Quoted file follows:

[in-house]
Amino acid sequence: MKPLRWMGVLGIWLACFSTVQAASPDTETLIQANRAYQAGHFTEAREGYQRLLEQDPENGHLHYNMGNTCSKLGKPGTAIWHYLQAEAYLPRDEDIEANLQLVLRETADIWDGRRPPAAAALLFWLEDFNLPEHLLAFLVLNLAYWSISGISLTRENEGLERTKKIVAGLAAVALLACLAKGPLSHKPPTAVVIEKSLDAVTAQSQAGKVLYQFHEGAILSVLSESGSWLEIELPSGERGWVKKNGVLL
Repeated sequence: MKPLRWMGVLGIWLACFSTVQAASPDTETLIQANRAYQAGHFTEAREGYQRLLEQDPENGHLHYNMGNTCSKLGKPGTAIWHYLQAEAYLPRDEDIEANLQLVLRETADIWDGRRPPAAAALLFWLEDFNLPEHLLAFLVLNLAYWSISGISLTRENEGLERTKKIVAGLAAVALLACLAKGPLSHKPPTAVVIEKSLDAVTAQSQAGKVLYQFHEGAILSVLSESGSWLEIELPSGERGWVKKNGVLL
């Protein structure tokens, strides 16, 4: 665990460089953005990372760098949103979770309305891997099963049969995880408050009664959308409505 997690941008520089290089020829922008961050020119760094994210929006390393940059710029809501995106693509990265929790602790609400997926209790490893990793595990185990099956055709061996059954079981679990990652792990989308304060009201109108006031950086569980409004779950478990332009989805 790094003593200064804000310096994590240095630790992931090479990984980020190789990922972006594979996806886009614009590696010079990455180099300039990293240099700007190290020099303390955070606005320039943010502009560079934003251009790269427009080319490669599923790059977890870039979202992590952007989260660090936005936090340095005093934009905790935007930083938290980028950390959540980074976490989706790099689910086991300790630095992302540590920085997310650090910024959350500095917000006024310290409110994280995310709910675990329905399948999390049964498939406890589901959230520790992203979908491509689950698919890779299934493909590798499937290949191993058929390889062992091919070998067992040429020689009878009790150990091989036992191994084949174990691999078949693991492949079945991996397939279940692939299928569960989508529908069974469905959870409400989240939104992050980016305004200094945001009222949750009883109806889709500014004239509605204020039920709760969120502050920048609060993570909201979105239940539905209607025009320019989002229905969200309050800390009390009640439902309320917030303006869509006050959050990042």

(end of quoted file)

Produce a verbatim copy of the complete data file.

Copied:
[in-house]
Amino acid sequence: MKPLRWMGVLGIWLACFSTVQAASPDTETLIQANRAYQAGHFTEAREGYQRLLEQDPENGHLHYNMGNTCSKLGKPGTAIWHYLQAEAYLPRDEDIEANLQLVLRETADIWDGRRPPAAAALLFWLEDFNLPEHLLAFLVLNLAYWSISGISLTRENEGLERTKKIVAGLAAVALLACLAKGPLSHKPPTAVVIEKSLDAVTAQSQAGKVLYQFHEGAILSVLSESGSWLEIELPSGERGWVKKNGVLL
Repeated sequence: MKPLRWMGVLGIWLACFSTVQAASPDTETLIQANRAYQAGHFTEAREGYQRLLEQDPENGHLHYNMGNTCSKLGKPGTAIWHYLQAEAYLPRDEDIEANLQLVLRETADIWDGRRPPAAAALLFWLEDFNLPEHLLAFLVLNLAYWSISGISLTRENEGLERTKKIVAGLAAVALLACLAKGPLSHKPPTAVVIEKSLDAVTAQSQAGKVLYQFHEGAILSVLSESGSWLEIELPSGERGWVKKNGVLL
């Protein structure tokens, strides 16, 4: 665990460089953005990372760098949103979770309305891997099963049969995880408050009664959308409505 997690941008520089290089020829922008961050020119760094994210929006390393940059710029809501995106693509990265929790602790609400997926209790490893990793595990185990099956055709061996059954079981679990990652792990989308304060009201109108006031950086569980409004779950478990332009989805 790094003593200064804000310096994590240095630790992931090479990984980020190789990922972006594979996806886009614009590696010079990455180099300039990293240099700007190290020099303390955070606005320039943010502009560079934003251009790269427009080319490669599923790059977890870039979202992590952007989260660090936005936090340095005093934009905790935007930083938290980028950390959540980074976490989706790099689910086991300790630095992302540590920085997310650090910024959350500095917000006024310290409110994280995310709910675990329905399948999390049964498939406890589901959230520790992203979908491509689950698919890779299934493909590798499937290949191993058929390889062992091919070998067992040429020689009878009790150990091989036992191994084949174990691999078949693991492949079945991996397939279940692939299928569960989508529908069974469905959870409400989240939104992050980016305004200094945001009222949750009883109806889709500014004239509605204020039920709760969120502050920048609060993570909201979105239940539905209607025009320019989002229905969200309050800390009390009640439902309320917030303006869509006050959050990042």